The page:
With strikes against them, towns get back in game as hubs for elite athletes

Baseball academy in Vauxhall, Alta., follows example of girls’ hockey school in nearby Warner

by Shawn Ohler, The Edmonton Journal

Published: Monday, October 09, 2006

VAUXHALL – As Cody Phipps and 20 other teenage boys from the Vauxhall Baseball Academy sprint through the grass infield, barking “Atta kid!” and other clipped encouragements unique to baseball, you see two things.

You see the boys’ improbably broad shoulders, and the temptation to place the weight of an entire town — indeed, an entire way of life — upon them.

Phipps, 17, moved last month from Round Hill, an hour southeast of Edmonton, to Vauxhall, an hour northeast of Lethbridge. He and two other Edmonton-area boys came here, to Vauxhall’s new $150,000 field and desert-like climate, to attend high school and play ball through the fall, winter and spring.

But Phipps senses he’s part of a bigger narrative.

“We’ve been told how the team will be good for Vauxhall. In a way, it’s taken me away from my own small town. But (this is) a special thing to be part of,” he says.

Surrounded by pumpjacks and pivot irrigation towers that shape lush circles out of the parched prairie, Vauxhall sits on Highway 36, the single-laner that runs South in a nearly dead-straight line from Two Hills, east of Edmonton, to the Alberta/Montana border.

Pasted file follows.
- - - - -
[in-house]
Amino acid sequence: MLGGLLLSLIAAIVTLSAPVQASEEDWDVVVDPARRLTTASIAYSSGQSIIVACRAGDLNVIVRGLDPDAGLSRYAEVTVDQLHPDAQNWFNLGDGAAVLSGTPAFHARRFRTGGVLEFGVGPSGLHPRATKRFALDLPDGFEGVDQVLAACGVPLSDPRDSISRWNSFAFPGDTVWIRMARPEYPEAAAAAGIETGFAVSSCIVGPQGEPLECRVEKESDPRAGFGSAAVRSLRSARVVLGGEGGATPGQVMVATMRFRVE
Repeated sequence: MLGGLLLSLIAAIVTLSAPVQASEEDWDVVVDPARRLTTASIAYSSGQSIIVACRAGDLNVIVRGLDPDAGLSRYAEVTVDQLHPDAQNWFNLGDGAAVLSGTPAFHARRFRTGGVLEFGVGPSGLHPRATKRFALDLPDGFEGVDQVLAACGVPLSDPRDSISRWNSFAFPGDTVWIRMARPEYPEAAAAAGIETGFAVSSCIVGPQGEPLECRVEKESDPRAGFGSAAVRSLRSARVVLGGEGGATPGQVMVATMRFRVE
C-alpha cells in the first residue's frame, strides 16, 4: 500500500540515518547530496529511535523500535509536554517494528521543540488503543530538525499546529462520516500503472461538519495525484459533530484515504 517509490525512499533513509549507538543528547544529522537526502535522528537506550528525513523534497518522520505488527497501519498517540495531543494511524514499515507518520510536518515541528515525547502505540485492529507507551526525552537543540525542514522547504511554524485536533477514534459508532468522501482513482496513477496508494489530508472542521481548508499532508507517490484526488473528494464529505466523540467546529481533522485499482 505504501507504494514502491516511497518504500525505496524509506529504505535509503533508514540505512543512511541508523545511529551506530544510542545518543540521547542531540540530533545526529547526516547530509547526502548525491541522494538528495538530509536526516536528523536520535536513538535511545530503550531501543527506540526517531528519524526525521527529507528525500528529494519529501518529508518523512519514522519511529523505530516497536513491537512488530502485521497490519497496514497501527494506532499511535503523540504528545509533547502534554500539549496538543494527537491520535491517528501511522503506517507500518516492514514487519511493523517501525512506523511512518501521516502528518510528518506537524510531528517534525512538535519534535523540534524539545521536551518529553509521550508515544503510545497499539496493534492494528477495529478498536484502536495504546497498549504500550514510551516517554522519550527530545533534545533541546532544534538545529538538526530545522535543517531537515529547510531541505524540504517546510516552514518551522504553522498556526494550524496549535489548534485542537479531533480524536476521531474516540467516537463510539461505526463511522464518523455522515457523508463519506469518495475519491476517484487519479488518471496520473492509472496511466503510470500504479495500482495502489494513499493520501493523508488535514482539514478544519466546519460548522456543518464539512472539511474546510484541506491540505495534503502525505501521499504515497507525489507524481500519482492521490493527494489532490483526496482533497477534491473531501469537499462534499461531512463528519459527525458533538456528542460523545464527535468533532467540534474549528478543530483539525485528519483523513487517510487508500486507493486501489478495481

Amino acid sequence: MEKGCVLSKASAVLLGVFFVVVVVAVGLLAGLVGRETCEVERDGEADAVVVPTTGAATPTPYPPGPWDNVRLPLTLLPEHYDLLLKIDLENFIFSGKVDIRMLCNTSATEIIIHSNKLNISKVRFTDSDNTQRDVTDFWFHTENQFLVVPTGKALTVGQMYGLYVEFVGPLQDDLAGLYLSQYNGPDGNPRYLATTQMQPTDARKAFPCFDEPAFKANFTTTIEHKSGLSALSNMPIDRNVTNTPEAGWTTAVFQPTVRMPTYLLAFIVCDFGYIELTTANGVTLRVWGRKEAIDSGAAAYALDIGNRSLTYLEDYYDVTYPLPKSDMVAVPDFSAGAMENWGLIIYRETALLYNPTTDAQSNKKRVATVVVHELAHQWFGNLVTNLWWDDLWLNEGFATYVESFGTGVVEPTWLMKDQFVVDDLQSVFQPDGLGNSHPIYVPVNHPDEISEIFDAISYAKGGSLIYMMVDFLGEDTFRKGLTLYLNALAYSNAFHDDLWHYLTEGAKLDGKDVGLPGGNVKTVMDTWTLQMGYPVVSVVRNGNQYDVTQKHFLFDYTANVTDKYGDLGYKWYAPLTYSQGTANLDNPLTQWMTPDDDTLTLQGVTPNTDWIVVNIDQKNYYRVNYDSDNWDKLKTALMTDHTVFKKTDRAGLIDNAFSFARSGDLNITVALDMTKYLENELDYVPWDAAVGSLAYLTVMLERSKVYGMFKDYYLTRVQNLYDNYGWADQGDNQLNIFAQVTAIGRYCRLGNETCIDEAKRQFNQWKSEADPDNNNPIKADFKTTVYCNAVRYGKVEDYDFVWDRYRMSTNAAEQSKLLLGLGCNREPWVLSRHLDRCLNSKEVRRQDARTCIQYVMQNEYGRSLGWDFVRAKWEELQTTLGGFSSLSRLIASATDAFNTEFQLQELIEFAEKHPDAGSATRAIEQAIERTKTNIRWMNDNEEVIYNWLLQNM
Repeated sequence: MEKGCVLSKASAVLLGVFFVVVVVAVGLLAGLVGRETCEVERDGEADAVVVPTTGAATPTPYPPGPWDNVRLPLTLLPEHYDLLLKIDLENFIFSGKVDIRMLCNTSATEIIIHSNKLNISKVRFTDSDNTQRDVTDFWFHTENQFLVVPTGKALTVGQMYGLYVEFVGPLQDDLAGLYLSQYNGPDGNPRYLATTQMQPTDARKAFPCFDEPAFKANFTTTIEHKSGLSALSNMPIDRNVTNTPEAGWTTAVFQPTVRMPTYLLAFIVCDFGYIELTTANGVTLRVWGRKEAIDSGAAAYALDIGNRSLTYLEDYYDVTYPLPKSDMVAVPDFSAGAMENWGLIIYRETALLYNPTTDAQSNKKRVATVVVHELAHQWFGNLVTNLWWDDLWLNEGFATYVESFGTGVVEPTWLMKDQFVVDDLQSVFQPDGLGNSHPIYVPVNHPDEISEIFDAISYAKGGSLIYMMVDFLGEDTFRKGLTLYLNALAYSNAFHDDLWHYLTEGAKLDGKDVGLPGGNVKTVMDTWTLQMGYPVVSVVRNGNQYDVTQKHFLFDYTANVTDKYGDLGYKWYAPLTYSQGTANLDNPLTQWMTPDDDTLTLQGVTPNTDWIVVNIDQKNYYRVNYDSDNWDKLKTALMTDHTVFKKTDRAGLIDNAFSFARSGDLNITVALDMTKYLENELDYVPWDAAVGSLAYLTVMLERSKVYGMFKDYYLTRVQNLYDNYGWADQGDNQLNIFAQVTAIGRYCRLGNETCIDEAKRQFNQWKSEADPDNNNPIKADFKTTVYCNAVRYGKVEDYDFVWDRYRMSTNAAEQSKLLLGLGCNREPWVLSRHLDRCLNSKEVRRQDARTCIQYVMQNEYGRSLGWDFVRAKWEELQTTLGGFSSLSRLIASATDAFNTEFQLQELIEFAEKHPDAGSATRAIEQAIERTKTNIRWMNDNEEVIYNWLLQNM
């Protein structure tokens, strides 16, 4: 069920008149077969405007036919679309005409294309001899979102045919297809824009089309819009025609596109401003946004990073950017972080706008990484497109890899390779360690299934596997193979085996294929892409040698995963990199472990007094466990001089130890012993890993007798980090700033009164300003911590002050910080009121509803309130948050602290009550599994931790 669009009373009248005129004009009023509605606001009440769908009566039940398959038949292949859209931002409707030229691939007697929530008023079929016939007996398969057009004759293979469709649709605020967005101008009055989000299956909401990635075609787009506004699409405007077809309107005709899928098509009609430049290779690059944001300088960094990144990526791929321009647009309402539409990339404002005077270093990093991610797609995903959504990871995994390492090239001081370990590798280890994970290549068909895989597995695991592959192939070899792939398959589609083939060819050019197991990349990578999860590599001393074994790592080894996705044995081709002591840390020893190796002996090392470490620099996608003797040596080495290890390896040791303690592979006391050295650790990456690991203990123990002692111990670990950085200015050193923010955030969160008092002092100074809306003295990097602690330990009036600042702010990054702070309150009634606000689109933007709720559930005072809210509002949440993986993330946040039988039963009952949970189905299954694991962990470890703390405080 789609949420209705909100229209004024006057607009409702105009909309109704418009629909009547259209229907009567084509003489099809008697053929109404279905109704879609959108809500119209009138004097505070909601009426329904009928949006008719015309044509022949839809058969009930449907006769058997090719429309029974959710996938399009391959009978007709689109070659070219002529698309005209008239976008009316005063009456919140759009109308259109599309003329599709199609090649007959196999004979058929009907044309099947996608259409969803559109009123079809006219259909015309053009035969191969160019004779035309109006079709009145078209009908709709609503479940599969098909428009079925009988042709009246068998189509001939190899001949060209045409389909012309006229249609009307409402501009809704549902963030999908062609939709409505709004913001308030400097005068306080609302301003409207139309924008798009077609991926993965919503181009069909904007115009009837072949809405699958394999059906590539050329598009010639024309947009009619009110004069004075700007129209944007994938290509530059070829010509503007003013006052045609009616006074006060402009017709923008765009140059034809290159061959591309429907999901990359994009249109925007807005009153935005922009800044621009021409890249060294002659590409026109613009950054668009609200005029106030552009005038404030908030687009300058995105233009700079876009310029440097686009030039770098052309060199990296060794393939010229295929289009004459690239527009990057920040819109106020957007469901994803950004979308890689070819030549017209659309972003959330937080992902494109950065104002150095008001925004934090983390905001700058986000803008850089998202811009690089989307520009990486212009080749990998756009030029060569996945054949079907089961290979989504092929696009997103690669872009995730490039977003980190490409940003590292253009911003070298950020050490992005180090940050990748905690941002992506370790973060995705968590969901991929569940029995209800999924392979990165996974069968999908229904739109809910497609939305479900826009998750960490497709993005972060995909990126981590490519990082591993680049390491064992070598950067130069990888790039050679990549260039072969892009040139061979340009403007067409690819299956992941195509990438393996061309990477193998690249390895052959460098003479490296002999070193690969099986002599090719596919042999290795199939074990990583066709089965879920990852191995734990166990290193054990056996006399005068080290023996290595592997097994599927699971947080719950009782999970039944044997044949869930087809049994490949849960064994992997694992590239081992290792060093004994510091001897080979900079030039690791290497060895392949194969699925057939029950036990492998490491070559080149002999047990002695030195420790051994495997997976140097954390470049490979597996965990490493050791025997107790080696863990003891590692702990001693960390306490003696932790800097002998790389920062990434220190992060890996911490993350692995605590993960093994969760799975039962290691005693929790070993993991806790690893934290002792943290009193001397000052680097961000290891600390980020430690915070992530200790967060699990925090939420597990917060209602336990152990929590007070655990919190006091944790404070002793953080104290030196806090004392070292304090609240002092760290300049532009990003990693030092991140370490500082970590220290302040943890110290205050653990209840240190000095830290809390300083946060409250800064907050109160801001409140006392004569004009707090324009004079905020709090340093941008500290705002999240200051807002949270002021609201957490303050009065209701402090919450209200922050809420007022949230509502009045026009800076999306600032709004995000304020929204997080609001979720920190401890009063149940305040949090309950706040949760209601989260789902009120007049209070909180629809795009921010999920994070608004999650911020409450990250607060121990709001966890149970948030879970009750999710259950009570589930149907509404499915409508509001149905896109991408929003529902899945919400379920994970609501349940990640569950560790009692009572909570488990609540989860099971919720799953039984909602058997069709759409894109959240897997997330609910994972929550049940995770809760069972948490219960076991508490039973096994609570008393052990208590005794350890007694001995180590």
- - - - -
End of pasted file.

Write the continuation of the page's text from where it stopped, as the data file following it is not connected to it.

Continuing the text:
The town of 1,200 has been battered in recent years by BSE and the closure of the grain elevator, the alfalfa dehydration plant and the rail line. It needed something to counter the slow downward spiral.

Phipps and his teammates in the month-old baseball academy might just be it.

“I love Vauxhall, but geographically, some days it feels like we’re in the middle of the wrong place,” says the town’s mayor, Lois Maloney.

“There was a feeling here that the decline was inevitable, the losing of industry and services. But when the school came up with the (baseball academy) idea, it just sounded like something positive that we hadn’t had in a while.”

Vauxhall Baseball Academy was inspired by its neighbours less than an hour’s drive south in Warner, where the Warner Hockey School for girls in Grades 9 through 12 was launched three years ago.

High-school classes would have been shut down and students shuttled to nearby Milk River if the hockey program hadn’t started in September 2003, says Warner school principal Mark Lowe.

Since then, more than $2 million in player fees — $19,000 a year per player — has circulated through Warner’s economy. Eight jobs have been added to an employment base of about 100.

Shane Mazutinec, a teacher at Vauxhall high school, floated the baseball academy plan the day principal Todd Ojala was reviewing the school’s enrolment projections.

“The trend was losing 20 kids a year for the next five years,” Ojala says.

“For every 10 to 15 students you lose, you lose a staff member. If the trend continued, I’d have to look at some big questions. Do we get rid our shop program? Or home ec? Art? Drama? Music? Band?

“And then Shane walks into my office and says, ‘Hey, I’ve got this idea.’ ”

The players would attend regular classes until mid-afternoon before hitting the diamond.